Nkopane Maphiri, CEO of The Media Connection, says there’s “no doubt that radio audience daily consumption patterns haven’t changed much over the years, as we’ve seen in the latest BRC RAMS figures. Drive time is still a major audience contributor to any radio station’s daily listening profile.
“Community radio,” he adds, “has remarkably shown its resilience and strength over the years. Its ability to deliver audiences has by far surpassed expectations. The steady audience growth year-on-year is an indication of the demand by listeners for more relevant and locally focused programming which community radio has and continues to deliver.”
Maphiri says locally flavoured and nuanced drive time programming on community radio has been championing this audience growth. “The endless talent pool that comes from community radio is playing a major part in shaping the content relevance at stations, credit to the close proximity of the DJs and in particular drive time DJs to their listeners on a daily basis,” he says.
Primedia Broadcasting COO, Ryan Till, echoes Maphiri’s sentiments. “One of the major strengths of radio is the intimacy – having the on-air team in your car, which makes listeners feel like they are part of the show,” he says. “We maximise that effect of feeling part of the show through highly interactive drive time formats, and heavyweight presenters who are respected, looked up to and exciting – personalities who our listeners would love to meet and talk to.”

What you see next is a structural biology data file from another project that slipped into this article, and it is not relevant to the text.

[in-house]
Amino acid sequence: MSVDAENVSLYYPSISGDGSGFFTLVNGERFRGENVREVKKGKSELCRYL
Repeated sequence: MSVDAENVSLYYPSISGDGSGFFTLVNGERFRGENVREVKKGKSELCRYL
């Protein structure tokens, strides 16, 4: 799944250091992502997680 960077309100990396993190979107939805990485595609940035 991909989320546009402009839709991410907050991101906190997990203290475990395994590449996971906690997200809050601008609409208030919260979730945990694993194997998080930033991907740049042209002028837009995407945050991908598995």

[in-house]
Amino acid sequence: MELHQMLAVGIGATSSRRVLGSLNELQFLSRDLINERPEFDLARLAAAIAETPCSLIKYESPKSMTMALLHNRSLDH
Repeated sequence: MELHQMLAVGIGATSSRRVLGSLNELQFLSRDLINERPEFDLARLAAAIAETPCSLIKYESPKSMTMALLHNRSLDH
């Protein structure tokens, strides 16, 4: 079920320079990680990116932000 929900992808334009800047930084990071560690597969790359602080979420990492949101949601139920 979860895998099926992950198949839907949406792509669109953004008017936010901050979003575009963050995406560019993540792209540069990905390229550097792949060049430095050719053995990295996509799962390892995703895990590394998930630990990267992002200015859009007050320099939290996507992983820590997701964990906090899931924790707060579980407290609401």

Stations taking heed of BRC RAM data
Radio stations are taking notice of the BRC RAM data and making moves to continue to enhance not just drive time radio, but radio listening as a whole. Primedia Broadcasting, the group behind 947, 702, KFM and CapeTalk, made two major moves in drive time radio recently. John Robbie’s departure from 702’s Breakfast Show was met with much shock and dismay, but the show’s new host, Xolani Gwala, has been doing a sterling job in keeping this show entertaining and engaging.
702 station manager, Thabisile Mbete, shares her thoughts. “Drive time radio still commands respect from audiences and newsmakers and our drive time shows are fortunate to secure many of the big newsmakers from that day for interviews. This is turn, pulls in listeners who want to hear the news from the source.”